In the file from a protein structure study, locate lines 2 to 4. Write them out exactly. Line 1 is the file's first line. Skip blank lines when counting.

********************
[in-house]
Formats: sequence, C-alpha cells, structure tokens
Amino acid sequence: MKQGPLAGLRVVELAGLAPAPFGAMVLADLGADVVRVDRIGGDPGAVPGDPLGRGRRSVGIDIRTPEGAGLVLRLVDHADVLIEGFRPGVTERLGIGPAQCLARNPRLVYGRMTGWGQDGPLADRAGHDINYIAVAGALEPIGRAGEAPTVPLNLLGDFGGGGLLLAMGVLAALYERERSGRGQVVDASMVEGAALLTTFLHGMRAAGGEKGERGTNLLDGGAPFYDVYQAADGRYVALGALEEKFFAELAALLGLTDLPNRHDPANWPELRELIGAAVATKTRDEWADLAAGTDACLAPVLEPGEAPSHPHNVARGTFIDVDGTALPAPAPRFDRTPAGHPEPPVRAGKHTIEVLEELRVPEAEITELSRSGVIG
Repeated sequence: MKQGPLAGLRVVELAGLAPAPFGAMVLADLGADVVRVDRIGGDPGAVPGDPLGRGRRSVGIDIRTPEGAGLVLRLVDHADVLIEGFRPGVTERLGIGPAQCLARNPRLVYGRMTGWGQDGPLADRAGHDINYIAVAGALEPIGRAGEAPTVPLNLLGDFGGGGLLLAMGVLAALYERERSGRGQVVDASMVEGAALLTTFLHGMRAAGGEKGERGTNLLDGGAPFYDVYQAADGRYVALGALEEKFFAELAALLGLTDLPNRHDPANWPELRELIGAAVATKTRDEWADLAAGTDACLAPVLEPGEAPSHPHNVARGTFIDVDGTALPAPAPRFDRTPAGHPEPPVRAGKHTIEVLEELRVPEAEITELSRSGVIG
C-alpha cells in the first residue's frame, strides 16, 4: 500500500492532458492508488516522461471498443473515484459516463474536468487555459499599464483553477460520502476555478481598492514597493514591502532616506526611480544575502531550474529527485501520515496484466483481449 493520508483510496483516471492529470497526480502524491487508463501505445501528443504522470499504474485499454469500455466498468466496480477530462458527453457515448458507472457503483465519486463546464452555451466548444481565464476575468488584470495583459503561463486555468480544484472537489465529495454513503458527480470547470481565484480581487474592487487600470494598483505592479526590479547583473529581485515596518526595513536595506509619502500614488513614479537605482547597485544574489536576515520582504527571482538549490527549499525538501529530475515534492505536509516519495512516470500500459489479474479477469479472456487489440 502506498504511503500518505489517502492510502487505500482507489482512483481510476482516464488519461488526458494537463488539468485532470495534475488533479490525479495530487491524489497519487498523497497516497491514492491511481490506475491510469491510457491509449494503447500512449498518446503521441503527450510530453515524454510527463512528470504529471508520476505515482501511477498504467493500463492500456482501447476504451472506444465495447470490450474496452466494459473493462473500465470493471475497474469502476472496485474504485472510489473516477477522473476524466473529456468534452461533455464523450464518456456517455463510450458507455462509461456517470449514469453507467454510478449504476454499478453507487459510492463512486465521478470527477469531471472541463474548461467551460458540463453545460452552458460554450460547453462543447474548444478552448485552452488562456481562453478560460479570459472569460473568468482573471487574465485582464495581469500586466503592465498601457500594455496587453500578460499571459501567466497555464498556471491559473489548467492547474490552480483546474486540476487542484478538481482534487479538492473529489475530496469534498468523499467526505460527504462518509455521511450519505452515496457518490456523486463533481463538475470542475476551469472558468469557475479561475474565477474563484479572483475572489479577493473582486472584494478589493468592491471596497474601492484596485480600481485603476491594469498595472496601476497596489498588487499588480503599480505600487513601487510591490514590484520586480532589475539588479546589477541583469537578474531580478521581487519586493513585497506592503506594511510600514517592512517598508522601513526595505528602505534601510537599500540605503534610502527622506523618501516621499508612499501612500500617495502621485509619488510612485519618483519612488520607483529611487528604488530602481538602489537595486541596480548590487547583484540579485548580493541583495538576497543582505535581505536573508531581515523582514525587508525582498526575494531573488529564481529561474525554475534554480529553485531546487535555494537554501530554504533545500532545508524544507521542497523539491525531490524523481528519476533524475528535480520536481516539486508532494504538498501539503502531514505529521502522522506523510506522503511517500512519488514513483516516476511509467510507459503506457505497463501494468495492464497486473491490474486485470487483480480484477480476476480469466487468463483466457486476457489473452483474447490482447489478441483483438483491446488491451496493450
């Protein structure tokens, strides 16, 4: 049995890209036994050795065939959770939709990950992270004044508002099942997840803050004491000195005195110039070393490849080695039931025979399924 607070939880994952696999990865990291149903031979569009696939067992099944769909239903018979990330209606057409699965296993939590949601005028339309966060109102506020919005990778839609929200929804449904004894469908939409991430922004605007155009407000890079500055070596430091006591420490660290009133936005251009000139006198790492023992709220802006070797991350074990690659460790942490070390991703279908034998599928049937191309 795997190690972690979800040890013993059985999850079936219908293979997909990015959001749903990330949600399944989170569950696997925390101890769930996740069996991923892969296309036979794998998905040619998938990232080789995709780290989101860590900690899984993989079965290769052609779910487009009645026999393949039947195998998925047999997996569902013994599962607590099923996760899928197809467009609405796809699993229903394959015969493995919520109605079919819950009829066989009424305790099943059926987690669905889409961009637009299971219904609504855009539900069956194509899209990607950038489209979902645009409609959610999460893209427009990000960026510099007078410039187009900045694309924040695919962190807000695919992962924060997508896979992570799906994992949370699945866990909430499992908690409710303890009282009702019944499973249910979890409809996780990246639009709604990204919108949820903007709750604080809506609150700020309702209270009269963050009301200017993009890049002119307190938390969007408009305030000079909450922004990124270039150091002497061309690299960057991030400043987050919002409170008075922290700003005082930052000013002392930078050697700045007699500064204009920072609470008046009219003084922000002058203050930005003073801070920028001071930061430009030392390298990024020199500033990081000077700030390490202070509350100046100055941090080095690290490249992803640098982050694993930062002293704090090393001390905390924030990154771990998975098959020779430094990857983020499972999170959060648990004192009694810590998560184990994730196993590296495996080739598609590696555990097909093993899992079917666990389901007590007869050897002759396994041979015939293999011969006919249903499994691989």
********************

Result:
Formats: sequence, C-alpha cells, structure tokens
Amino acid sequence: MKQGPLAGLRVVELAGLAPAPFGAMVLADLGADVVRVDRIGGDPGAVPGDPLGRGRRSVGIDIRTPEGAGLVLRLVDHADVLIEGFRPGVTERLGIGPAQCLARNPRLVYGRMTGWGQDGPLADRAGHDINYIAVAGALEPIGRAGEAPTVPLNLLGDFGGGGLLLAMGVLAALYERERSGRGQVVDASMVEGAALLTTFLHGMRAAGGEKGERGTNLLDGGAPFYDVYQAADGRYVALGALEEKFFAELAALLGLTDLPNRHDPANWPELRELIGAAVATKTRDEWADLAAGTDACLAPVLEPGEAPSHPHNVARGTFIDVDGTALPAPAPRFDRTPAGHPEPPVRAGKHTIEVLEELRVPEAEITELSRSGVIG
Repeated sequence: MKQGPLAGLRVVELAGLAPAPFGAMVLADLGADVVRVDRIGGDPGAVPGDPLGRGRRSVGIDIRTPEGAGLVLRLVDHADVLIEGFRPGVTERLGIGPAQCLARNPRLVYGRMTGWGQDGPLADRAGHDINYIAVAGALEPIGRAGEAPTVPLNLLGDFGGGGLLLAMGVLAALYERERSGRGQVVDASMVEGAALLTTFLHGMRAAGGEKGERGTNLLDGGAPFYDVYQAADGRYVALGALEEKFFAELAALLGLTDLPNRHDPANWPELRELIGAAVATKTRDEWADLAAGTDACLAPVLEPGEAPSHPHNVARGTFIDVDGTALPAPAPRFDRTPAGHPEPPVRAGKHTIEVLEELRVPEAEITELSRSGVIG